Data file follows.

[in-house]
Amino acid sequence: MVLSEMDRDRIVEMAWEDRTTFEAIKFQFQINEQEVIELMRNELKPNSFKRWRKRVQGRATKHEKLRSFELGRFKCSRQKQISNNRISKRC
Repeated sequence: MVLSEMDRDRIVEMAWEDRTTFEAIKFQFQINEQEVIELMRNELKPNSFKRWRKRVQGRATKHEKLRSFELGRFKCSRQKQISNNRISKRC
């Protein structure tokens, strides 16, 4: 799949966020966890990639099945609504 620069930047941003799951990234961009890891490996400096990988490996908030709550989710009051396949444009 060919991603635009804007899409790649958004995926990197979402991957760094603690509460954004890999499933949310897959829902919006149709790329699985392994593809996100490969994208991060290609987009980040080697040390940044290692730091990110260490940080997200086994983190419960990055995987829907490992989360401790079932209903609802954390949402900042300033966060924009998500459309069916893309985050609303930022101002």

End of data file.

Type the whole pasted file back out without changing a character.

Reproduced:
[in-house]
Amino acid sequence: MVLSEMDRDRIVEMAWEDRTTFEAIKFQFQINEQEVIELMRNELKPNSFKRWRKRVQGRATKHEKLRSFELGRFKCSRQKQISNNRISKRC
Repeated sequence: MVLSEMDRDRIVEMAWEDRTTFEAIKFQFQINEQEVIELMRNELKPNSFKRWRKRVQGRATKHEKLRSFELGRFKCSRQKQISNNRISKRC
């Protein structure tokens, strides 16, 4: 799949966020966890990639099945609504 620069930047941003799951990234961009890891490996400096990988490996908030709550989710009051396949444009 060919991603635009804007899409790649958004995926990197979402991957760094603690509460954004890999499933949310897959829902919006149709790329699985392994593809996100490969994208991060290609987009980040080697040390940044290692730091990110260490940080997200086994983190419960990055995987829907490992989360401790079932209903609802954390949402900042300033966060924009998500459309069916893309985050609303930022101002």